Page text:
Acid attack in Mexico punishable by 12 years in prison

Acid attack in Mexico punishable by 12 years in prison

Acid attacks whose main victims are women will be punished with prison sentences of between eight and 12 years in Mexico City after the capital's Congress on Thursday approved reforms making them a criminal offense.

• Also read: London: Woman and her daughters attacked with 'corrosive substance', suspect on the run

• Also read: Violence in Mexico: Five childhood friends are forced to kill each other

The capital's legislative assembly unanimously passed a bill amending the local penal code to punish “injuries caused by attacks with acid, chemical or corrosive substances.”

“The 'Malena Law' was passed with the aim of punishing acid violence and classifying it as attempted murder. For this reason, the Law on Women's Access to a Violent Life in Mexico City and the Penal Code have been amended,” Congress said on the social network

The criminal code reform also includes economic sanctions to compensate victims and enable them to access necessary care.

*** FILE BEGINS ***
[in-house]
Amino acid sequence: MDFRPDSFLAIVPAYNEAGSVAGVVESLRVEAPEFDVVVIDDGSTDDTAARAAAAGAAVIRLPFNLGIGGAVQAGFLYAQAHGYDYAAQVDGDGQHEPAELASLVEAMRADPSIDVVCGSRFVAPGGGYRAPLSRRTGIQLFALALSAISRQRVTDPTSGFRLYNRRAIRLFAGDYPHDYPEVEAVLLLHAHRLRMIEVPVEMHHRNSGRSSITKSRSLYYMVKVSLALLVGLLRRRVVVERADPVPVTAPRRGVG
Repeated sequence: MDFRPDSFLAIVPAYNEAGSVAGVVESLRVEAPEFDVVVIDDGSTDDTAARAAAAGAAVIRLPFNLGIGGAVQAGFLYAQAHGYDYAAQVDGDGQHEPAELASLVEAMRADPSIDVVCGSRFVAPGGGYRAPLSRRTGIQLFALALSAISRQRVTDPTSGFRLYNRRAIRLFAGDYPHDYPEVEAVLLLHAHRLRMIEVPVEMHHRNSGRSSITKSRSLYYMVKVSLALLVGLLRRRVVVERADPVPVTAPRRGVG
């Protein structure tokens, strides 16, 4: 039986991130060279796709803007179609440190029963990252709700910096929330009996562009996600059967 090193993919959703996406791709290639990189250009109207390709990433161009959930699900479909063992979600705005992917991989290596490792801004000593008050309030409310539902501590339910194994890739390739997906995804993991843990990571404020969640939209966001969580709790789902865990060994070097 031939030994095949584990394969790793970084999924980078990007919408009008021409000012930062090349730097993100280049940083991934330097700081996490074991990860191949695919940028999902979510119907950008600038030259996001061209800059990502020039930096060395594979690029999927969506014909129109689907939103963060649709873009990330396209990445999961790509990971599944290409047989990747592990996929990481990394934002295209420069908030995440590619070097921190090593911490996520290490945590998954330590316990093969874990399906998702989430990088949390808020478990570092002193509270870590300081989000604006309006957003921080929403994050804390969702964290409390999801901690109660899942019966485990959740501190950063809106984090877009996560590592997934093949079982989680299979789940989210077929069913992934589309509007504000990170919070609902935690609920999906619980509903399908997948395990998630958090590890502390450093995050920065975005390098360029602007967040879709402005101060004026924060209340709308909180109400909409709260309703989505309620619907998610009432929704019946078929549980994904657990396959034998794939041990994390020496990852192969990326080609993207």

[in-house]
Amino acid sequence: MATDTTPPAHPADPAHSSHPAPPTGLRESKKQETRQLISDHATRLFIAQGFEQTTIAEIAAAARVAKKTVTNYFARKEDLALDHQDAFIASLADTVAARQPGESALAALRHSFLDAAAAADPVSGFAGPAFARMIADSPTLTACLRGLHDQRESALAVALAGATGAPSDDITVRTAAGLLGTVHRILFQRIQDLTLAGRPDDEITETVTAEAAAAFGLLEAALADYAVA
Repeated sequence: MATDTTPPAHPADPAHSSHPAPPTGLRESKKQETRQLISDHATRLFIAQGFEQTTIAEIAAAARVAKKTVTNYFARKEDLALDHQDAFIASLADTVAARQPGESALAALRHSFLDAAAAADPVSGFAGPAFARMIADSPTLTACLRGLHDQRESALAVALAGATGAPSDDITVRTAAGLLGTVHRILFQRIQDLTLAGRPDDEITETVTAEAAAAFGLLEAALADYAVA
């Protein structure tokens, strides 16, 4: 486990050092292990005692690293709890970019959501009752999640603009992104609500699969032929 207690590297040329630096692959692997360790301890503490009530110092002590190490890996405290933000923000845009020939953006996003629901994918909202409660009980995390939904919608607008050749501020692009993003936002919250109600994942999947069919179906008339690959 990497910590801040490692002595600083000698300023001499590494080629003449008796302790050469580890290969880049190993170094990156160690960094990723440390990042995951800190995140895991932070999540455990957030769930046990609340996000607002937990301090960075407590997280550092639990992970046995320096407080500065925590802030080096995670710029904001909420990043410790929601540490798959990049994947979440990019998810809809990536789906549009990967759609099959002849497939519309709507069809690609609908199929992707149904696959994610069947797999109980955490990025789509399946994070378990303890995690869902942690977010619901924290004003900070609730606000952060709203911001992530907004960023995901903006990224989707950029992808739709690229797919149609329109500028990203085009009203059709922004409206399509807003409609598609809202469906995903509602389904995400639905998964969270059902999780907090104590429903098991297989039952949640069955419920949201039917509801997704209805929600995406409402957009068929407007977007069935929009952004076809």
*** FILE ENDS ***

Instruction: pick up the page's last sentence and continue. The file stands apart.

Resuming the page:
Similar laws have been passed in the states of Oaxaca (south), Baja California (northwest) and Puebla (centre). Puebla's penal code provides for the maximum penalty of 26 to 40 years in prison.

The laws were initiated by victims of these attacks, including María Elena Ríos, a saxophonist known as “Malena” who was the target of an acid attack in 2019.

The artist was injured over 80% of her body and her ex-partner, a businessman and then deputy in the state of Oaxaca, was arrested in 2020 as the alleged perpetrator of the attack.

In the absence of official figures, the Carmen Sanchez Foundation, which specializes in supporting victims of this violence, counted 42 acid attacks against women in the last 30 years, up to November last year.

Attacks on women have increased in the context of organized crime-related violence that has plagued Mexico for nearly two decades. According to official data, 2,300 femicides were registered in 2023.